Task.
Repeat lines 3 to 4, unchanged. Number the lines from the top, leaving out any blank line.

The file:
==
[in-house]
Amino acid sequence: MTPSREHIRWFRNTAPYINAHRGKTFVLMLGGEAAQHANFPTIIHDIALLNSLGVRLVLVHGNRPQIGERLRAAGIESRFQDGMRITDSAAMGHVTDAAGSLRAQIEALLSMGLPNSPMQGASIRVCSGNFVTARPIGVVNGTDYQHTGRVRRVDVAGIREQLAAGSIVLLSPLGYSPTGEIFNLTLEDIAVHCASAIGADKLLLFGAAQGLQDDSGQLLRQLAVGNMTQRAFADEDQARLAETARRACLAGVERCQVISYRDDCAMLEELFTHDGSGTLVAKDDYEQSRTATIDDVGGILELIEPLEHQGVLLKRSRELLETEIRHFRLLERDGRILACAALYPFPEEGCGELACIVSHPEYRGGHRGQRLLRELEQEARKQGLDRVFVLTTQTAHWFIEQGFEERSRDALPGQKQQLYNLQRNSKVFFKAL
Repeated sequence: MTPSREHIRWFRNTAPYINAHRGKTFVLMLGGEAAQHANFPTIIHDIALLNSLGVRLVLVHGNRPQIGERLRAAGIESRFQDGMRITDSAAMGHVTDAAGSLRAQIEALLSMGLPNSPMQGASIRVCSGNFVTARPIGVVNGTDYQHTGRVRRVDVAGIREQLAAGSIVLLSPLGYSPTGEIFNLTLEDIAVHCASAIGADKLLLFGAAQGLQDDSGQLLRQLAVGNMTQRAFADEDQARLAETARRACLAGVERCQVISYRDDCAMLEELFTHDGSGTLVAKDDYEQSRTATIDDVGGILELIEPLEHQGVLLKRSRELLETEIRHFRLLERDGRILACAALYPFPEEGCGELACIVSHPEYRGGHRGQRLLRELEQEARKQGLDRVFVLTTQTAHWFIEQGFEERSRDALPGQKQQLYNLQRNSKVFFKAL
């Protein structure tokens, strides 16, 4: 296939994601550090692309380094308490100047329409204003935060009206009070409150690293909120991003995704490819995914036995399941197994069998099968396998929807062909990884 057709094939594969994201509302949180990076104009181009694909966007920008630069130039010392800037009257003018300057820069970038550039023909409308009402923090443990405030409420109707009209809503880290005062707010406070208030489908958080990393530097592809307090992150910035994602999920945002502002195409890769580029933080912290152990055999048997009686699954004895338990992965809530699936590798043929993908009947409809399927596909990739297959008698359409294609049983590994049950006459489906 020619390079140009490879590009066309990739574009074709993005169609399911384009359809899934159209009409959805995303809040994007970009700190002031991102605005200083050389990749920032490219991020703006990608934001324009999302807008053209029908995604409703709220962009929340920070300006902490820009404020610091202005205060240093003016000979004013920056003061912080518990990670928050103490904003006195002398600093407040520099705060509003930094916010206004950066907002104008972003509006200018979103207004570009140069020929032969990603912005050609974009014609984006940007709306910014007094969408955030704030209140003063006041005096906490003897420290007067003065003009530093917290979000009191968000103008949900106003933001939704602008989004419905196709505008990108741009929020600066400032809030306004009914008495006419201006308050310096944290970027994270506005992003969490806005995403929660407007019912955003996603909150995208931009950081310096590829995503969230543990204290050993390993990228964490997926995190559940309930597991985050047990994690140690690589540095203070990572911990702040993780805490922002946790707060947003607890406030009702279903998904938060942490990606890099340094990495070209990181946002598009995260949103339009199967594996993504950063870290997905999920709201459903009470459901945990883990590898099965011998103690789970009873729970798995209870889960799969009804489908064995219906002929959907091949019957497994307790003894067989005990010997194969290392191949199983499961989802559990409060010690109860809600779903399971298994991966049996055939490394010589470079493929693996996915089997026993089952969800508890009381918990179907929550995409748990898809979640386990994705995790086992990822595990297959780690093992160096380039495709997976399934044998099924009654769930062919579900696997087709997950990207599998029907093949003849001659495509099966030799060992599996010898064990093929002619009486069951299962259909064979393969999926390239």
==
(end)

Repeated sequence: MTPSREHIRWFRNTAPYINAHRGKTFVLMLGGEAAQHANFPTIIHDIALLNSLGVRLVLVHGNRPQIGERLRAAGIESRFQDGMRITDSAAMGHVTDAAGSLRAQIEALLSMGLPNSPMQGASIRVCSGNFVTARPIGVVNGTDYQHTGRVRRVDVAGIREQLAAGSIVLLSPLGYSPTGEIFNLTLEDIAVHCASAIGADKLLLFGAAQGLQDDSGQLLRQLAVGNMTQRAFADEDQARLAETARRACLAGVERCQVISYRDDCAMLEELFTHDGSGTLVAKDDYEQSRTATIDDVGGILELIEPLEHQGVLLKRSRELLETEIRHFRLLERDGRILACAALYPFPEEGCGELACIVSHPEYRGGHRGQRLLRELEQEARKQGLDRVFVLTTQTAHWFIEQGFEERSRDALPGQKQQLYNLQRNSKVFFKAL
């Protein structure tokens, strides 16, 4: 296939994601550090692309380094308490100047329409204003935060009206009070409150690293909120991003995704490819995914036995399941197994069998099968396998929807062909990884 057709094939594969994201509302949180990076104009181009694909966007920008630069130039010392800037009257003018300057820069970038550039023909409308009402923090443990405030409420109707009209809503880290005062707010406070208030489908958080990393530097592809307090992150910035994602999920945002502002195409890769580029933080912290152990055999048997009686699954004895338990992965809530699936590798043929993908009947409809399927596909990739297959008698359409294609049983590994049950006459489906 020619390079140009490879590009066309990739574009074709993005169609399911384009359809899934159209009409959805995303809040994007970009700190002031991102605005200083050389990749920032490219991020703006990608934001324009999302807008053209029908995604409703709220962009929340920070300006902490820009404020610091202005205060240093003016000979004013920056003061912080518990990670928050103490904003006195002398600093407040520099705060509003930094916010206004950066907002104008972003509006200018979103207004570009140069020929032969990603912005050609974009014609984006940007709306910014007094969408955030704030209140003063006041005096906490003897420290007067003065003009530093917290979000009191968000103008949900106003933001939704602008989004419905196709505008990108741009929020600066400032809030306004009914008495006419201006308050310096944290970027994270506005992003969490806005995403929660407007019912955003996603909150995208931009950081310096590829995503969230543990204290050993390993990228964490997926995190559940309930597991985050047990994690140690690589540095203070990572911990702040993780805490922002946790707060947003607890406030009702279903998904938060942490990606890099340094990495070209990181946002598009995260949103339009199967594996993504950063870290997905999920709201459903009470459901945990883990590898099965011998103690789970009873729970798995209870889960799969009804489908064995219906002929959907091949019957497994307790003894067989005990010997194969290392191949199983499961989802559990409060010690109860809600779903399971298994991966049996055939490394010589470079493929693996996915089997026993089952969800508890009381918990179907929550995409748990898809979640386990994705995790086992990822595990297959780690093992160096380039495709997976399934044998099924009654769930062919579900696997087709997950990207599998029907093949003849001659495509099966030799060992599996010898064990093929002619009486069951299962259909064979393969999926390239």